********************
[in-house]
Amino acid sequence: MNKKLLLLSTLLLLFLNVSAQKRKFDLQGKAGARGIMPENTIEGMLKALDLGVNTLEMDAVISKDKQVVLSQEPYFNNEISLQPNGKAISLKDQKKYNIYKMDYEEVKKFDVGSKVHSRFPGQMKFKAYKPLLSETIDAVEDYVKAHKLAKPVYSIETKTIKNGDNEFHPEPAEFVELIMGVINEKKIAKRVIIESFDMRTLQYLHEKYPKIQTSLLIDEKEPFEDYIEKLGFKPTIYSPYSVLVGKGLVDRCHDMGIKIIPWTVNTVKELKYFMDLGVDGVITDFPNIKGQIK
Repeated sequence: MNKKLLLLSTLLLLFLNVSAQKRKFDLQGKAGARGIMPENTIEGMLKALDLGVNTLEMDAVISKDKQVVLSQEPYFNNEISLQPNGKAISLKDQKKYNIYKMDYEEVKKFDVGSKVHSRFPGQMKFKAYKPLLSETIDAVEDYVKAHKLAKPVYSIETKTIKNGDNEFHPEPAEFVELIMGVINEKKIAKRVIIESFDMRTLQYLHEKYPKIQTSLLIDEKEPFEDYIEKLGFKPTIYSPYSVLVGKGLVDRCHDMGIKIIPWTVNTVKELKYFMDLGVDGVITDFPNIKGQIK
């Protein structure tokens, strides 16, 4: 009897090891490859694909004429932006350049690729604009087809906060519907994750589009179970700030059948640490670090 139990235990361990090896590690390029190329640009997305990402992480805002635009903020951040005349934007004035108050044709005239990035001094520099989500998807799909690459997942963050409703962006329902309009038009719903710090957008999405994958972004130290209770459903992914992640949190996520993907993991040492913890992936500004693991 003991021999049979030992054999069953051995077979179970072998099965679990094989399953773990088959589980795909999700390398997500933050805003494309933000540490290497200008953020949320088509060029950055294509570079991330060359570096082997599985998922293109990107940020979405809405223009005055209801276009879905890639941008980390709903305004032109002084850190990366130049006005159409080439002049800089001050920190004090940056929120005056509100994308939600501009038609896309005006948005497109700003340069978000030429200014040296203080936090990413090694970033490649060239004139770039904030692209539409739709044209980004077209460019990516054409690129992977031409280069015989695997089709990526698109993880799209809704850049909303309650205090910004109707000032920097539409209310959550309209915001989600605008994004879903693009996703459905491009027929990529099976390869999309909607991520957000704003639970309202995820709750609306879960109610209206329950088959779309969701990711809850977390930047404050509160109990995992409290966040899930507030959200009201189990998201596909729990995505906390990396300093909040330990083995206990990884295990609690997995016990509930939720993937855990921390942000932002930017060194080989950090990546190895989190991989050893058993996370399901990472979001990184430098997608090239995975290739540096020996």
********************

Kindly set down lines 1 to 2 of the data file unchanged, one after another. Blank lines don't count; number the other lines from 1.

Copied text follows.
[in-house]
Amino acid sequence: MNKKLLLLSTLLLLFLNVSAQKRKFDLQGKAGARGIMPENTIEGMLKALDLGVNTLEMDAVISKDKQVVLSQEPYFNNEISLQPNGKAISLKDQKKYNIYKMDYEEVKKFDVGSKVHSRFPGQMKFKAYKPLLSETIDAVEDYVKAHKLAKPVYSIETKTIKNGDNEFHPEPAEFVELIMGVINEKKIAKRVIIESFDMRTLQYLHEKYPKIQTSLLIDEKEPFEDYIEKLGFKPTIYSPYSVLVGKGLVDRCHDMGIKIIPWTVNTVKELKYFMDLGVDGVITDFPNIKGQIK